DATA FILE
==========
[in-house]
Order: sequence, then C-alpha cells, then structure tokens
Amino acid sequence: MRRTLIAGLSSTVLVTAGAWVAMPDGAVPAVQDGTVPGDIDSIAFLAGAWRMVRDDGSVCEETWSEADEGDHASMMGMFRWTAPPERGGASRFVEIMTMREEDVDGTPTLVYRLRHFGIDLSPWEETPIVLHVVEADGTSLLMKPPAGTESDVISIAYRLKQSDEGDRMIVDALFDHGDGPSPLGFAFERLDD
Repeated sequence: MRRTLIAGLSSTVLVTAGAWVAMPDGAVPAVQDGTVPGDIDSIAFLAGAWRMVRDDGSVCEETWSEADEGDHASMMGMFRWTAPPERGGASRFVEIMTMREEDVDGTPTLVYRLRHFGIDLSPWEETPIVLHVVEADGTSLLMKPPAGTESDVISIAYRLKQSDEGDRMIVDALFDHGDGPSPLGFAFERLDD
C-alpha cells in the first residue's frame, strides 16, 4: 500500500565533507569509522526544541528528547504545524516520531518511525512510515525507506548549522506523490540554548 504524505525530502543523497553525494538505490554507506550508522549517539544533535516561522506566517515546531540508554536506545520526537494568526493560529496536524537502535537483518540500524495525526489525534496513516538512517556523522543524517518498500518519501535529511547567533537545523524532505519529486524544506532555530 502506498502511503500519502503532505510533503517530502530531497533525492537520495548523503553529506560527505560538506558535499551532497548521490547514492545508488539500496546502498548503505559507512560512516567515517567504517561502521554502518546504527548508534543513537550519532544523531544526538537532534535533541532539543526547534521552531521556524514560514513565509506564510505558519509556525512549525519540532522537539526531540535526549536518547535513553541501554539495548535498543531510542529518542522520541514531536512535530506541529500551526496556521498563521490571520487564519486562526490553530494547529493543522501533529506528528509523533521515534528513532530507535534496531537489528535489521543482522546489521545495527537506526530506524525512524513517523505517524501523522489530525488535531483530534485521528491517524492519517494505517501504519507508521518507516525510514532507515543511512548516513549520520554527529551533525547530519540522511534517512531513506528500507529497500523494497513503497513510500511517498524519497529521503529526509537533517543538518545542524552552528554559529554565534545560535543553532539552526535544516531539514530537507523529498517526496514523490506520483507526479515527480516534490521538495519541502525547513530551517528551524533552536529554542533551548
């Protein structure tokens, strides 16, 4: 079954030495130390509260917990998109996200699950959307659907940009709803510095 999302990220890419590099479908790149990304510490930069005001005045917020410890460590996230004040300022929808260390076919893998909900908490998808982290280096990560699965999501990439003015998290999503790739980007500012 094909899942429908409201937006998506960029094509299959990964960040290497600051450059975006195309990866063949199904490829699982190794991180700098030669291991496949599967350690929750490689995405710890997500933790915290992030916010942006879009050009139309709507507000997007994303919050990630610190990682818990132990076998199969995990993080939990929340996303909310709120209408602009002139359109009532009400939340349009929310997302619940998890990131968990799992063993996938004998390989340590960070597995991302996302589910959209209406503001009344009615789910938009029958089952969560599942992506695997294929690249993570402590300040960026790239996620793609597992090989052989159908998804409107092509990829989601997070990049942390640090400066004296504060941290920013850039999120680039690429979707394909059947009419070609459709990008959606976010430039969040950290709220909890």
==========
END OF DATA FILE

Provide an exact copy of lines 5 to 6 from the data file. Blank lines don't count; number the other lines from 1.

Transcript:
C-alpha cells in the first residue's frame, strides 16, 4: 500500500565533507569509522526544541528528547504545524516520531518511525512510515525507506548549522506523490540554548 504524505525530502543523497553525494538505490554507506550508522549517539544533535516561522506566517515546531540508554536506545520526537494568526493560529496536524537502535537483518540500524495525526489525534496513516538512517556523522543524517518498500518519501535529511547567533537545523524532505519529486524544506532555530 502506498502511503500519502503532505510533503517530502530531497533525492537520495548523503553529506560527505560538506558535499551532497548521490547514492545508488539500496546502498548503505559507512560512516567515517567504517561502521554502518546504527548508534543513537550519532544523531544526538537532534535533541532539543526547534521552531521556524514560514513565509506564510505558519509556525512549525519540532522537539526531540535526549536518547535513553541501554539495548535498543531510542529518542522520541514531536512535530506541529500551526496556521498563521490571520487564519486562526490553530494547529493543522501533529506528528509523533521515534528513532530507535534496531537489528535489521543482522546489521545495527537506526530506524525512524513517523505517524501523522489530525488535531483530534485521528491517524492519517494505517501504519507508521518507516525510514532507515543511512548516513549520520554527529551533525547530519540522511534517512531513506528500507529497500523494497513503497513510500511517498524519497529521503529526509537533517543538518545542524552552528554559529554565534545560535543553532539552526535544516531539514530537507523529498517526496514523490506520483507526479515527480516534490521538495519541502525547513530551517528551524533552536529554542533551548
């Protein structure tokens, strides 16, 4: 079954030495130390509260917990998109996200699950959307659907940009709803510095 999302990220890419590099479908790149990304510490930069005001005045917020410890460590996230004040300022929808260390076919893998909900908490998808982290280096990560699965999501990439003015998290999503790739980007500012 094909899942429908409201937006998506960029094509299959990964960040290497600051450059975006195309990866063949199904490829699982190794991180700098030669291991496949599967350690929750490689995405710890997500933790915290992030916010942006879009050009139309709507507000997007994303919050990630610190990682818990132990076998199969995990993080939990929340996303909310709120209408602009002139359109009532009400939340349009929310997302619940998890990131968990799992063993996938004998390989340590960070597995991302996302589910959209209406503001009344009615789910938009029958089952969560599942992506695997294929690249993570402590300040960026790239996620793609597992090989052989159908998804409107092509990829989601997070990049942390640090400066004296504060941290920013850039999120680039690429979707394909059947009419070609459709990008959606976010430039969040950290709220909890």